Designing Color Schemes for Your Website or Blog

website color scheme
Capture Queen / Flickr / CC BY 2.0
Creating the best Color Scheme for your Website

You have to admit. The color is important. I know it may not seem like it but when you look at a particular website on the internet you may not be saying “Hmmm. That color goes great with all the other colors.” but your mind would be subconsciously saying, “There is something about this website that just looks good.”

Though we may not notice it (except for you detail people out there.) color plays a significant role in how we judge things. If I go to a website and the colors are gaudy and uncoordinated, then I immediately think, “This site is just cheesy. They’re not going to have anything I want to look into.” But when I come across the website of the century, with beautiful color coordination, soothing tones, and cute patterns, I just want to stop and admire the scenery. It’s like coming home to a clean house and a home cooked meal. (Well, not exactly but hopefully you get the idea.)

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Below is a list of things to help those of you who are trying to perfect their website/blog or those of you who are just plain color-blind.

Step one: Know what your content says!

Okay, think about this for a second. What colors would people associate with the content you have on your blog or website? Let’s say you are trying to sell hunting supplies. I have put an example of the colors that people might associate with hunting.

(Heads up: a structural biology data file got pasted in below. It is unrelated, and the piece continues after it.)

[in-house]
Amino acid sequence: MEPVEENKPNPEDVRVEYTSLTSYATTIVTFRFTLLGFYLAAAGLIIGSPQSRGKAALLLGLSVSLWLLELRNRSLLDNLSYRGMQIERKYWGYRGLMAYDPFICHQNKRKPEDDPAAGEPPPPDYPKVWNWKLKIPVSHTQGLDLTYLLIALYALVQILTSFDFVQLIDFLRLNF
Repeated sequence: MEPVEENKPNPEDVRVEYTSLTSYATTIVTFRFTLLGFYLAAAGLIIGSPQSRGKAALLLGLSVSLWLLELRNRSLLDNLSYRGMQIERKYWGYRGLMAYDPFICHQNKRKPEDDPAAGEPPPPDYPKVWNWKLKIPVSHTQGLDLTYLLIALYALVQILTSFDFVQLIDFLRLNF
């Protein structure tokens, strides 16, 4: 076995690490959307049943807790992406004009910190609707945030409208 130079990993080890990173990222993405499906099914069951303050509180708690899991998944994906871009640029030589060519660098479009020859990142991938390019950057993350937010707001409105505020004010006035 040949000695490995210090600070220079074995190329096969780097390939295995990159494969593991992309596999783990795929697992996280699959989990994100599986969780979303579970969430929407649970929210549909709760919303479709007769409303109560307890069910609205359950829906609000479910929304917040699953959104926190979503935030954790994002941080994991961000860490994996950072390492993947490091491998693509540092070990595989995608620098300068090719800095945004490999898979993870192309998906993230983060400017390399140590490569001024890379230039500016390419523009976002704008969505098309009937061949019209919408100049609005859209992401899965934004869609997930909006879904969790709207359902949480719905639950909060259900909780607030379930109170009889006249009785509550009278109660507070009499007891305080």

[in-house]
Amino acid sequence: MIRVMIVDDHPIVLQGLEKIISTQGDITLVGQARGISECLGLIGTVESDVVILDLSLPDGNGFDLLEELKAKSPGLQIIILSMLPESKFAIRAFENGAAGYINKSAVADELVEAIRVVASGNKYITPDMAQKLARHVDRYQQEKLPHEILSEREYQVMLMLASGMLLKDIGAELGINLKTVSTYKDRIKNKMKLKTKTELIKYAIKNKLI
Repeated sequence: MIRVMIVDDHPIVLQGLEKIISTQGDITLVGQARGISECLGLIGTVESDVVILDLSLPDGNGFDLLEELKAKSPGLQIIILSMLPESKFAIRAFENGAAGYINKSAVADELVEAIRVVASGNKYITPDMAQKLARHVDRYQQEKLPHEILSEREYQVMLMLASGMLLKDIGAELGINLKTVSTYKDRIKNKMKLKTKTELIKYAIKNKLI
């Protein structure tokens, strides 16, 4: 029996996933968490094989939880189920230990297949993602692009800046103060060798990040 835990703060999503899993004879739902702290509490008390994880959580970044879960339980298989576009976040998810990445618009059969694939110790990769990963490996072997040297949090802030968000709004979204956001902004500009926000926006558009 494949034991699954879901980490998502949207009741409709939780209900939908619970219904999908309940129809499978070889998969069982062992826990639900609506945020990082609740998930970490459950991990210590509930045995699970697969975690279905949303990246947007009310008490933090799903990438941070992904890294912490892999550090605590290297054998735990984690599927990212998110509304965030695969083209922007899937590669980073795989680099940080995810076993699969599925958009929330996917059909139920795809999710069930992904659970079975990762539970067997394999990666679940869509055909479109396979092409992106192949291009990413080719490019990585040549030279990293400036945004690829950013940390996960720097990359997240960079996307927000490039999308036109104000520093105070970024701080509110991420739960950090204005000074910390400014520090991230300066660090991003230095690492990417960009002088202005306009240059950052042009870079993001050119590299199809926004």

Example #1 – Hunter Green, Blood Red, and a mute tone that compliments the rest of the colors might be something you would think of. Want to see another example? How about a website for a spa? Usually, when you think of a spa, you think relaxing facials, pedicures, and soothing massages. Stuff like that.

Example #2 – A good color scheme for that website would be a Soothing Green, Creamy sand and, instead of doing a light compliment, a dark contrasting color. The Soothing green and Creamy sand might have been some of the colors you would have associated with a spa; the black was just a color to make the whole theme pop.

Step two: Tone counts!

Once you have picked the colors you want next you, have to decide what tone you want. These things count. You may have the right colors, but the tones could be totally off. If you want your website or blog to have the color blue in it, then you have to decide what tone. Sky blue, dark blue and robin egg blue are just a few different tones for the color blue. Try to make sure the tones go together. Earth tones, pastel tones, and dark tones are a couple of themes that may help you decide what colors and what tones to use.

Step three: Cheesy doesn’t work!

Okay, using the example I had above; let’s say I wanted to use a pattern for the hunting supply website. I wouldn’t want to use such a blatant pattern like rifles or deer antlers or etcetera because that might overwhelm the web page. Don’t overdue it! You don’t have to knock people over the head with your patterns. Subtle is better. Now does that mean you can’t use patterns? No. Just be careful that you don’t pick things that are overdone. Keep it simple.

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Norman Anthony Balberan

Anything out of the ordinary (?) Utopian dream, crashed and merged with unstable consequences causing mayhem...

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